Contact Us


Our NY reporter Amanda Marsh  continued her REITWeek coverage yesterday (1,000 investors and 100 REITs at the Waldorf-Astoria Hotel). Despite mega retailers like Walmart and Target honing in on grocery sales, grocery-anchored assets in Regency Centers’ portfolio (like Heritage Center in Irvine, Calif., above) aren’t feeling the heat, despite traditional markets only doing 70% of today’s grocery biz (eight years ago, it was 90%). Instead, it’s competing with  independents that are lowering prices to compete with the Walmarts, we learned from CEO Hap Stein, prez/COO Brian Smith, and SVP Lisa Palmer. In fact, Regency just signed a lease for a 51k SF Mariano's  in their Riverview Center in Roscoe Village. The 93% leased center is undergoing a $14M renovation and will be renamed Roscoe Square  this summer. The positive leasing at Regency Centers has continued, even with 100k SF of  Blockbuster  stores closing. Move-outs are lowering to historical norms, and if leasing prospects turn into signed contracts, its portfolio will be 93% occupied this year. Regency scaled back development plans the past few years, but has done a few grocery-anchored infill projects, and plans $25M to $75M of new starts this year and close to $100M next.
Home Properties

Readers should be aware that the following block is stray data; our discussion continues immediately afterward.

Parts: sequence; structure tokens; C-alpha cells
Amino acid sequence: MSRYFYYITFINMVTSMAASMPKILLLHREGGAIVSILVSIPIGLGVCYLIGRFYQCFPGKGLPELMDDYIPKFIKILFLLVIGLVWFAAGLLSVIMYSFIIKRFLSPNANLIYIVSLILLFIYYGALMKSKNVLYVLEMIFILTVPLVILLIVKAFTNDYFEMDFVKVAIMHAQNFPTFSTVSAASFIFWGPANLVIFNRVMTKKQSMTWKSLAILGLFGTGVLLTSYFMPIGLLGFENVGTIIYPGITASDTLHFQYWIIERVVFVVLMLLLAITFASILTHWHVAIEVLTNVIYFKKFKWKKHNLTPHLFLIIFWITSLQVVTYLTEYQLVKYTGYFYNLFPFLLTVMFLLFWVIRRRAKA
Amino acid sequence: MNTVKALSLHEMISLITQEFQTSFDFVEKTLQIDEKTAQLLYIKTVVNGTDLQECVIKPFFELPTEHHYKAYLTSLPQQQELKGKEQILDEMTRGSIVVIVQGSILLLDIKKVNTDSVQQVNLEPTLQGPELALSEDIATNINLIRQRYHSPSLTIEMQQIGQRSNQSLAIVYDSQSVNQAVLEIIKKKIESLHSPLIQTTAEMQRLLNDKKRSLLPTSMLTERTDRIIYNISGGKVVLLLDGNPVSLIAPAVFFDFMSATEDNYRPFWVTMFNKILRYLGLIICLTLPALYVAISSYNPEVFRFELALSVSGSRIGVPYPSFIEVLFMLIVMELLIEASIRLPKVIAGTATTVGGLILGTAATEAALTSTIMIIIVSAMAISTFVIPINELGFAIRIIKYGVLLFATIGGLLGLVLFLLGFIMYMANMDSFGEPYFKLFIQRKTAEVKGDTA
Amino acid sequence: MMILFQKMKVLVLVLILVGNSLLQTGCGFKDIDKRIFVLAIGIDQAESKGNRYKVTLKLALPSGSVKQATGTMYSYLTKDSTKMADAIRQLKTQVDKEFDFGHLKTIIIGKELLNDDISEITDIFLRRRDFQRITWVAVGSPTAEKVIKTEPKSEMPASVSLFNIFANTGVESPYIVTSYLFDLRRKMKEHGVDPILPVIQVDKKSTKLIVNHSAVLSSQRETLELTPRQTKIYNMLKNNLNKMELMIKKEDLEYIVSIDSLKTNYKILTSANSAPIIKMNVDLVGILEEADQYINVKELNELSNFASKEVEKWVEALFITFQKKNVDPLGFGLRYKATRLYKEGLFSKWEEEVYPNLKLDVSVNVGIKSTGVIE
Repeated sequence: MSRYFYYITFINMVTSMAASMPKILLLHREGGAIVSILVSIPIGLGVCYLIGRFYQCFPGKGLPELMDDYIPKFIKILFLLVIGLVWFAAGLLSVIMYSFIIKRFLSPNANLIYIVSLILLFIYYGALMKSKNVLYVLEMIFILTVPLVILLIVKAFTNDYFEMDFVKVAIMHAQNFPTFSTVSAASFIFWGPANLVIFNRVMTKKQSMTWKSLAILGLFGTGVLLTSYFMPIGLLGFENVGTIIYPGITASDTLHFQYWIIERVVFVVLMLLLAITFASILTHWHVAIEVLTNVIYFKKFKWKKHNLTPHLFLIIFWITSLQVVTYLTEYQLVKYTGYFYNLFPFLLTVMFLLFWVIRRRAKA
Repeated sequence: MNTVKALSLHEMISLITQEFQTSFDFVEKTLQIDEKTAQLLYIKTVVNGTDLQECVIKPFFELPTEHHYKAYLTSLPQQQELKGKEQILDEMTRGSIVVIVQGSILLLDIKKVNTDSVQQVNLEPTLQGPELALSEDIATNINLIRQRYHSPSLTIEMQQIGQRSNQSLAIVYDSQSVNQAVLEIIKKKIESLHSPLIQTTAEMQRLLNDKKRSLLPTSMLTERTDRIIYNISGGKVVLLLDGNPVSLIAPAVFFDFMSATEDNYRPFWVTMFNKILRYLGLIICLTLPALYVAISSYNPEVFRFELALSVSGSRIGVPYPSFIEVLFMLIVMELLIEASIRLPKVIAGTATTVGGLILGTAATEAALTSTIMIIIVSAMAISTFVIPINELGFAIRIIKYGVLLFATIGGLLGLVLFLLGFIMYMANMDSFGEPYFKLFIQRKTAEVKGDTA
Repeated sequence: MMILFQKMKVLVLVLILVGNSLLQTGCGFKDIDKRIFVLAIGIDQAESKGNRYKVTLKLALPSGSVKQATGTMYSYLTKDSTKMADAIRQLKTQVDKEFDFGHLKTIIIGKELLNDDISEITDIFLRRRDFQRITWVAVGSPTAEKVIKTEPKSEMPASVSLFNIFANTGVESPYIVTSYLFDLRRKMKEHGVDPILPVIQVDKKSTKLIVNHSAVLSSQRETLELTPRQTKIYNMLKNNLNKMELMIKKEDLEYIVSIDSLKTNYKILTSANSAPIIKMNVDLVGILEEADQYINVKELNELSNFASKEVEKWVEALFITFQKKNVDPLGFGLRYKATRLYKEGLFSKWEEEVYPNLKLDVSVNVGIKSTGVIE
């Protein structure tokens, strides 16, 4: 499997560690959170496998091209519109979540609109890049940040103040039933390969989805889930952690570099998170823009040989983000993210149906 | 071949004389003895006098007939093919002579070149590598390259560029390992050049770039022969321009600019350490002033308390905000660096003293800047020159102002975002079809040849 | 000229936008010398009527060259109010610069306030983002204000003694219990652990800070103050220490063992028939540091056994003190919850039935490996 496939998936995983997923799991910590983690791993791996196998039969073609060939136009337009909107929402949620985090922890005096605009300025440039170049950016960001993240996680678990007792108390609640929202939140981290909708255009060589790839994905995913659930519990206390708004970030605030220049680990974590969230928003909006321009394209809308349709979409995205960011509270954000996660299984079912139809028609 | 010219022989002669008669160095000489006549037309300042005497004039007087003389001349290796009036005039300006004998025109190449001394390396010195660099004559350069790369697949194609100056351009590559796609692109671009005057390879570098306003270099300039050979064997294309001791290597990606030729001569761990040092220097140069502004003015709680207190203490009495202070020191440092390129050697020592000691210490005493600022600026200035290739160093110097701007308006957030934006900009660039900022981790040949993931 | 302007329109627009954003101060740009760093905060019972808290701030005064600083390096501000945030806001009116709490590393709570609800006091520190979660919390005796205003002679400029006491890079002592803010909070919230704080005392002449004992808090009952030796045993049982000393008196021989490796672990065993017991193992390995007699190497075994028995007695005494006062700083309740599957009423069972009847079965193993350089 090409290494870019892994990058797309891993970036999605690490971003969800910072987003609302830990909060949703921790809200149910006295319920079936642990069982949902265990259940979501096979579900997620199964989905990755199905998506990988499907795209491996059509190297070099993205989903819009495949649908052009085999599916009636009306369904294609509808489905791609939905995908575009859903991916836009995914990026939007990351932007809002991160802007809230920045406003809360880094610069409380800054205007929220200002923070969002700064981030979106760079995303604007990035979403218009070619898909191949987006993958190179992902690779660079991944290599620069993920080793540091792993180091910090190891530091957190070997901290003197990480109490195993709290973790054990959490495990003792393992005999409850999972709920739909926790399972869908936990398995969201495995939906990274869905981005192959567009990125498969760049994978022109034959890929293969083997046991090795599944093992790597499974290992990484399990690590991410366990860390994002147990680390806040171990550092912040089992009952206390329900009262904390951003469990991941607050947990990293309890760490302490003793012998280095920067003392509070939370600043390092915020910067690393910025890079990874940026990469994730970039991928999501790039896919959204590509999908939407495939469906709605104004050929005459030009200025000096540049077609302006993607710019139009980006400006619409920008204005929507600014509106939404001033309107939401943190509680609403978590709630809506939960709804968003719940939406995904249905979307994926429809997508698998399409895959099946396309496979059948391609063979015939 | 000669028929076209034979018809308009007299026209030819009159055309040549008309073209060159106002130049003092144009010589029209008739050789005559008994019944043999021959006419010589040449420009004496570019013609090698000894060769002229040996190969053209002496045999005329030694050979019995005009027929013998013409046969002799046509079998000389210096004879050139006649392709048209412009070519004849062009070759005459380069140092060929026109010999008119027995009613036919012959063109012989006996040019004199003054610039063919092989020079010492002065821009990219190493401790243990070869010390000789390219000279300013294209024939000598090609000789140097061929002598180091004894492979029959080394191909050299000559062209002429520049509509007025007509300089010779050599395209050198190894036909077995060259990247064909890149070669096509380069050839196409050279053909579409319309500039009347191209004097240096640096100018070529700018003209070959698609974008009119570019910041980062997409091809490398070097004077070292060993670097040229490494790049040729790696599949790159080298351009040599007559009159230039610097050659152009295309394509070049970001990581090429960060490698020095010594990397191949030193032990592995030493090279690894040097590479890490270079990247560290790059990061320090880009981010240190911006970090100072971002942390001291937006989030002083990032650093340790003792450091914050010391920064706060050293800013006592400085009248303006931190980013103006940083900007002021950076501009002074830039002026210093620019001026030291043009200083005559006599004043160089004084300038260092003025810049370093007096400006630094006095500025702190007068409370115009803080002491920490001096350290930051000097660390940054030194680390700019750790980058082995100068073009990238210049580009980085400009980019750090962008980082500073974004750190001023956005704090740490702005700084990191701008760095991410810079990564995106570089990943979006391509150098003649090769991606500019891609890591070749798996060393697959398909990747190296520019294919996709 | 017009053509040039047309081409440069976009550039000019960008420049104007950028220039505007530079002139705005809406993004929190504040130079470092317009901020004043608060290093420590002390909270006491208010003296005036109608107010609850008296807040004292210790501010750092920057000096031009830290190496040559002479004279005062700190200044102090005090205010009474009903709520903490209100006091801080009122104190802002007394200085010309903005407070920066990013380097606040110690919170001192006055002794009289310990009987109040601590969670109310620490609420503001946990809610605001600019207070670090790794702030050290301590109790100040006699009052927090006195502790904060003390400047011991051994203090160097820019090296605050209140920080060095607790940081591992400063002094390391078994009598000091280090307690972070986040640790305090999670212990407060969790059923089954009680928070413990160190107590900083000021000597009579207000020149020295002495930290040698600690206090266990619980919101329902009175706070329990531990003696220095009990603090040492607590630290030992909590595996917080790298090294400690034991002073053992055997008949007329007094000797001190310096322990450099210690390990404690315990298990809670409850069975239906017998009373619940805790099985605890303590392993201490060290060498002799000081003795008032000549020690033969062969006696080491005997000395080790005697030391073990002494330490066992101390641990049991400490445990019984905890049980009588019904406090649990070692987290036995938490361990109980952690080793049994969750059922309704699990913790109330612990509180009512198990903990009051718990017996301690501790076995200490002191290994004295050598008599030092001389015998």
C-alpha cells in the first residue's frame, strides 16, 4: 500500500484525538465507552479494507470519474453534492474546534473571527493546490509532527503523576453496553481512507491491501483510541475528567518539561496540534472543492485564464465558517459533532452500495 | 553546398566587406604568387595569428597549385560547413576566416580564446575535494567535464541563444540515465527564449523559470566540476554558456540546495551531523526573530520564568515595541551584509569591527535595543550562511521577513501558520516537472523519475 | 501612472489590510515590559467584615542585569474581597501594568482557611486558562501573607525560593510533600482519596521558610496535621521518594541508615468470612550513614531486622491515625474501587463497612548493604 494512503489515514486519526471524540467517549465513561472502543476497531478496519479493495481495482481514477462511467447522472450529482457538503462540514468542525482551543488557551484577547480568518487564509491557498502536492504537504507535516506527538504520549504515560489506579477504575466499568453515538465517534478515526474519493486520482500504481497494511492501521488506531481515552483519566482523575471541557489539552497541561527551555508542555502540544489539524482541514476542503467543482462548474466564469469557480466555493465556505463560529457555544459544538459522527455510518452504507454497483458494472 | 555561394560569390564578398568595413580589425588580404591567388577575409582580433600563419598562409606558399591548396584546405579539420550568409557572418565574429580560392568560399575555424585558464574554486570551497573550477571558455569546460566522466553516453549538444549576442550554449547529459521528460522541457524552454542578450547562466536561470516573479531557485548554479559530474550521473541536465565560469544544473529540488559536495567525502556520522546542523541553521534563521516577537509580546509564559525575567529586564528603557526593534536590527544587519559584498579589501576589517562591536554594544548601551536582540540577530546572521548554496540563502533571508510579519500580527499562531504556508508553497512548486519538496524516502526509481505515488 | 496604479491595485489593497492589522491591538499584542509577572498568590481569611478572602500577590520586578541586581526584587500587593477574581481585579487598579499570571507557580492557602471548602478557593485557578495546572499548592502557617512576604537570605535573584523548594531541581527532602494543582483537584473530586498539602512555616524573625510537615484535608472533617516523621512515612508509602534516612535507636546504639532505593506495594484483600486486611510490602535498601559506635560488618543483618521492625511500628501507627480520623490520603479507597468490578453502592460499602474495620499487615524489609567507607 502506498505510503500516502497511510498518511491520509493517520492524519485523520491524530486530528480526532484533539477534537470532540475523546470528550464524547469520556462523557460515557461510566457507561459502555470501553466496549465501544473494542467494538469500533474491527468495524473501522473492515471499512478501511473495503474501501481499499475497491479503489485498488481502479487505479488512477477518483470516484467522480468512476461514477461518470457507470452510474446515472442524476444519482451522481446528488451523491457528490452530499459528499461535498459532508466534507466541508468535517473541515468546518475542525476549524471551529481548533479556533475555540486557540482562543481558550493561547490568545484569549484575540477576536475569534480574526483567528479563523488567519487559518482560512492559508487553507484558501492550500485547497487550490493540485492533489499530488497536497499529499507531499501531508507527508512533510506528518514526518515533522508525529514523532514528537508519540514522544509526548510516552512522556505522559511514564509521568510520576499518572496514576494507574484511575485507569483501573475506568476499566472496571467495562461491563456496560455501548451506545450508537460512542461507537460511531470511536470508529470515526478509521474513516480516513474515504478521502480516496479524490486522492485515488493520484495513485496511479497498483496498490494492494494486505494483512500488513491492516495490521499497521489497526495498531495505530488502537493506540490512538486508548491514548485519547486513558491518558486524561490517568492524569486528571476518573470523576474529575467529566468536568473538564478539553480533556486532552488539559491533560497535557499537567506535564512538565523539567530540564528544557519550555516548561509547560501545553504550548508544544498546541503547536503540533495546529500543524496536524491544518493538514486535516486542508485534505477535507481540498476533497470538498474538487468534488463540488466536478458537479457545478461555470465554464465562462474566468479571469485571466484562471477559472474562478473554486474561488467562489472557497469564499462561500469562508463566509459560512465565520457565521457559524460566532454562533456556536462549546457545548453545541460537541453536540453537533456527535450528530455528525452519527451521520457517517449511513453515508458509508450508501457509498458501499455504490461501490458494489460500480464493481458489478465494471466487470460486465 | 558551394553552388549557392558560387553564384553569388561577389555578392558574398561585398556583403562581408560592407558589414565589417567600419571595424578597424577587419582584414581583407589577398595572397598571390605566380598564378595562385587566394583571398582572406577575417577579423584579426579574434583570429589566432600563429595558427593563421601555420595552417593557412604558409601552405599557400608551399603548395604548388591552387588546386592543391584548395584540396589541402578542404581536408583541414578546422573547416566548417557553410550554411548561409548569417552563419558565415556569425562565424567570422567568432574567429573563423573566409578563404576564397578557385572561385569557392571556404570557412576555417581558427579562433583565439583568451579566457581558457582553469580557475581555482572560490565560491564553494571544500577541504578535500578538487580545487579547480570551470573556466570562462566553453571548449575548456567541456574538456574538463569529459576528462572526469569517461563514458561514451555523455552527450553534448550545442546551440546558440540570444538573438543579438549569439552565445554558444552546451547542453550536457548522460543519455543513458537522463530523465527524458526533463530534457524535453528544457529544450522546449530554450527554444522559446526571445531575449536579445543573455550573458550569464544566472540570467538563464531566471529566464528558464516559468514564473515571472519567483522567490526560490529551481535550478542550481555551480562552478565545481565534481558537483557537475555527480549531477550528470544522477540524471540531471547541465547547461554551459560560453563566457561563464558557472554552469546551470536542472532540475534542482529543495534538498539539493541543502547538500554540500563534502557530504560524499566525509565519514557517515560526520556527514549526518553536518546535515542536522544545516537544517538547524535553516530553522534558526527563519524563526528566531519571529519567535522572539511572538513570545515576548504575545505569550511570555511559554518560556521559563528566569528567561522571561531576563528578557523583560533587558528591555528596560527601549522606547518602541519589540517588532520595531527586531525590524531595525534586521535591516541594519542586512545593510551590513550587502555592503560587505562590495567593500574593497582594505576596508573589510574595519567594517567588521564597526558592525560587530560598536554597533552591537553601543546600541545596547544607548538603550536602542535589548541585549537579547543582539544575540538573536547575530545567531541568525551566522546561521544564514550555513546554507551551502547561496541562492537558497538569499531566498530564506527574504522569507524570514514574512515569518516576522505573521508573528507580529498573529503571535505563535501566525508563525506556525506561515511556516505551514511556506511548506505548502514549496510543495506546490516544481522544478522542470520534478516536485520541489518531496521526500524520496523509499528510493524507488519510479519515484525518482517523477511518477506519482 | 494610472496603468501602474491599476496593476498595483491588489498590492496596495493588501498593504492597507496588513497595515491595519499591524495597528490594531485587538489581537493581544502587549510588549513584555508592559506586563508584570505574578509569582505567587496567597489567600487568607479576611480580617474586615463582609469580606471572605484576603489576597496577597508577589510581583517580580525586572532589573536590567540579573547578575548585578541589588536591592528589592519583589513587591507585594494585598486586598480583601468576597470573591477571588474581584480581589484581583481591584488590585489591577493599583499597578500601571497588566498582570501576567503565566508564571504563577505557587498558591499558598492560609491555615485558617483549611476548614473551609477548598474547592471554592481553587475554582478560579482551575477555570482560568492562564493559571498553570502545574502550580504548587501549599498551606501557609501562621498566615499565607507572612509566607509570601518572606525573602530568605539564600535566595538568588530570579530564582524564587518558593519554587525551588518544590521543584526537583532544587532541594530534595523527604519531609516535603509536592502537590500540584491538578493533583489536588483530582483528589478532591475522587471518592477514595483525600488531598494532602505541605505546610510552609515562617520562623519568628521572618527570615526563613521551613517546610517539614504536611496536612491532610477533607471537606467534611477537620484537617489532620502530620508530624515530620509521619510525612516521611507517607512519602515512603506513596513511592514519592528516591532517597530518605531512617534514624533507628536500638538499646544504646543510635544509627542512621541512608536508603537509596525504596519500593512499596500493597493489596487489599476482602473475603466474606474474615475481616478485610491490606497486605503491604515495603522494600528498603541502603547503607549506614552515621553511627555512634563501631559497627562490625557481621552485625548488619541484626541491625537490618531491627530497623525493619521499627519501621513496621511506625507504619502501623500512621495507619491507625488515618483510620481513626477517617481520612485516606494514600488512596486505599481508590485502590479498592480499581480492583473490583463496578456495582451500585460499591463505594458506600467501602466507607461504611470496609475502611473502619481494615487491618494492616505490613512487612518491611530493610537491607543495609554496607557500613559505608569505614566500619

A few years ago, Home Properties sold $600M to $700M worth of multifamily assets in the rustbelt regions of Detroit, Ohio, and upstate NY (it maintained several suburban Chicago properties) and turning the capital to toward the Mid-Atlantic (it purchased Ellicott City, Md.’s Charleston Place, above, for $103M in October)—now its NOI is well on the way to be at a minimum 1% better than the last recession, says CEO Ed Pettinella and CFO David Gardner. We’re still in the early stages of recovery, but out of the trough and into the middle. However, the ability for the resident base to pay more is there, with its  rent-to-income on the lower end of the industry at 17.1% (it’s been over 20% in the past). There’s been no substantial pullback from residents, and pushing rents means even greater growth yet to come. Last year, turnover was 38%, compared to the industry’s  57%, and in Q1, it was 7.5%, the lowest the REIT has recorded. In May, new leases jumped 6.1%, while renewals increased 4.3%.